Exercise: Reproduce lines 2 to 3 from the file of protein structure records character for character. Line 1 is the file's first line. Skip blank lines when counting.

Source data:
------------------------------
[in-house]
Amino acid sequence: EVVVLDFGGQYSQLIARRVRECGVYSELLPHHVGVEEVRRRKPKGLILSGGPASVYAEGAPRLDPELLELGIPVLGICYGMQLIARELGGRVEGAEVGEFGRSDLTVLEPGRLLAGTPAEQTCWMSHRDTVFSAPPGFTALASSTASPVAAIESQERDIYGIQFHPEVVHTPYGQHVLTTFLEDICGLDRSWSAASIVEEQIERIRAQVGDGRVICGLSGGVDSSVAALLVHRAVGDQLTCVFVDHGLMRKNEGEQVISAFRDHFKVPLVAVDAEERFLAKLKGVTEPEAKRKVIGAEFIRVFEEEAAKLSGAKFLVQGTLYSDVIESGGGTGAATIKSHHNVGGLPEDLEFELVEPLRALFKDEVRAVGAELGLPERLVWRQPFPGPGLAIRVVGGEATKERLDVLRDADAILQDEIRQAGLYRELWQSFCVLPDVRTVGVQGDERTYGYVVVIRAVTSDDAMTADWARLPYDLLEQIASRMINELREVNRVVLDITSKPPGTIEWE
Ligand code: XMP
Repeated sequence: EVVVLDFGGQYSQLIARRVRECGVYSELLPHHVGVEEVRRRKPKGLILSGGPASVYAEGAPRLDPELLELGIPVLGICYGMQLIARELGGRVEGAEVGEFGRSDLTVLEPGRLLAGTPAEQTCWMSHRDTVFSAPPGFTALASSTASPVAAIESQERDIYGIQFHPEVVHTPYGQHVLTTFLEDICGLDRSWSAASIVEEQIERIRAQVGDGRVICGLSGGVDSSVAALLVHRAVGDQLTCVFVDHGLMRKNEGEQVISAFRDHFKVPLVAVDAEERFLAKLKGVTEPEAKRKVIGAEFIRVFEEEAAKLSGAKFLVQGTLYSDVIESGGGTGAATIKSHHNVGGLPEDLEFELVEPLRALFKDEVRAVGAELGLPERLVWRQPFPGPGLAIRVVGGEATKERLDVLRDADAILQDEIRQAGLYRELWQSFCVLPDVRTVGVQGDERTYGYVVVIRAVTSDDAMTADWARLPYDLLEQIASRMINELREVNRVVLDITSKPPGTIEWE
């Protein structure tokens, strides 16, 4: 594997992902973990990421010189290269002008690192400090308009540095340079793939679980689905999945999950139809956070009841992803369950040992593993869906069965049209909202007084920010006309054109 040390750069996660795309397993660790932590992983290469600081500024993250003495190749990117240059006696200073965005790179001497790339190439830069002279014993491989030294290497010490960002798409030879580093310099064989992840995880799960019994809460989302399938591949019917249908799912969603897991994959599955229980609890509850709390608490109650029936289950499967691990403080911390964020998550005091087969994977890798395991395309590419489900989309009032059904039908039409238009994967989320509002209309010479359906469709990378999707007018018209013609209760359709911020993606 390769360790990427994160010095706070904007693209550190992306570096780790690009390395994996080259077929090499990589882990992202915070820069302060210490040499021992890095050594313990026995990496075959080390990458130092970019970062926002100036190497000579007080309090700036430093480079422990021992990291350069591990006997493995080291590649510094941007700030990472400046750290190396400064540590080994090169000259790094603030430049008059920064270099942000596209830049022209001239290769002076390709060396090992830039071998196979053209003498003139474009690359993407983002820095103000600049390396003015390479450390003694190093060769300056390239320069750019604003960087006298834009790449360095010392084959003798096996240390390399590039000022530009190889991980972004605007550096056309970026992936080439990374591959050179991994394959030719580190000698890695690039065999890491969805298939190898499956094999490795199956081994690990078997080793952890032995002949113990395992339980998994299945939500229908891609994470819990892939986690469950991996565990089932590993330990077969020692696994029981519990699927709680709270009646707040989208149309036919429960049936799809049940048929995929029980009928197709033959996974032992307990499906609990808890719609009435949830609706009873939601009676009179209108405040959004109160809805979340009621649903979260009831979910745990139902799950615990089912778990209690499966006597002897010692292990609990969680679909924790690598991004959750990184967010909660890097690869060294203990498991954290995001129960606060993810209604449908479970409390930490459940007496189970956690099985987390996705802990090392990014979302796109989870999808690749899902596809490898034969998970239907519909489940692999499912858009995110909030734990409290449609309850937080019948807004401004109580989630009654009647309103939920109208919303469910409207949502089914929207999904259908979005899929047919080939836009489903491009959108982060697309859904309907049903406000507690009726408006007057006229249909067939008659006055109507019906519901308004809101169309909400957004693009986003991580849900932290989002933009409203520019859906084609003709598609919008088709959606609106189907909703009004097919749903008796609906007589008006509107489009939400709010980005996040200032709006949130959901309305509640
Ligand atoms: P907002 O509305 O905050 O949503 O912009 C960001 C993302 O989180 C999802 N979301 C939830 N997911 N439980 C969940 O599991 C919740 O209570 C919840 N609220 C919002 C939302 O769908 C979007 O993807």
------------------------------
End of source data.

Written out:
Amino acid sequence: EVVVLDFGGQYSQLIARRVRECGVYSELLPHHVGVEEVRRRKPKGLILSGGPASVYAEGAPRLDPELLELGIPVLGICYGMQLIARELGGRVEGAEVGEFGRSDLTVLEPGRLLAGTPAEQTCWMSHRDTVFSAPPGFTALASSTASPVAAIESQERDIYGIQFHPEVVHTPYGQHVLTTFLEDICGLDRSWSAASIVEEQIERIRAQVGDGRVICGLSGGVDSSVAALLVHRAVGDQLTCVFVDHGLMRKNEGEQVISAFRDHFKVPLVAVDAEERFLAKLKGVTEPEAKRKVIGAEFIRVFEEEAAKLSGAKFLVQGTLYSDVIESGGGTGAATIKSHHNVGGLPEDLEFELVEPLRALFKDEVRAVGAELGLPERLVWRQPFPGPGLAIRVVGGEATKERLDVLRDADAILQDEIRQAGLYRELWQSFCVLPDVRTVGVQGDERTYGYVVVIRAVTSDDAMTADWARLPYDLLEQIASRMINELREVNRVVLDITSKPPGTIEWE
Ligand code: XMP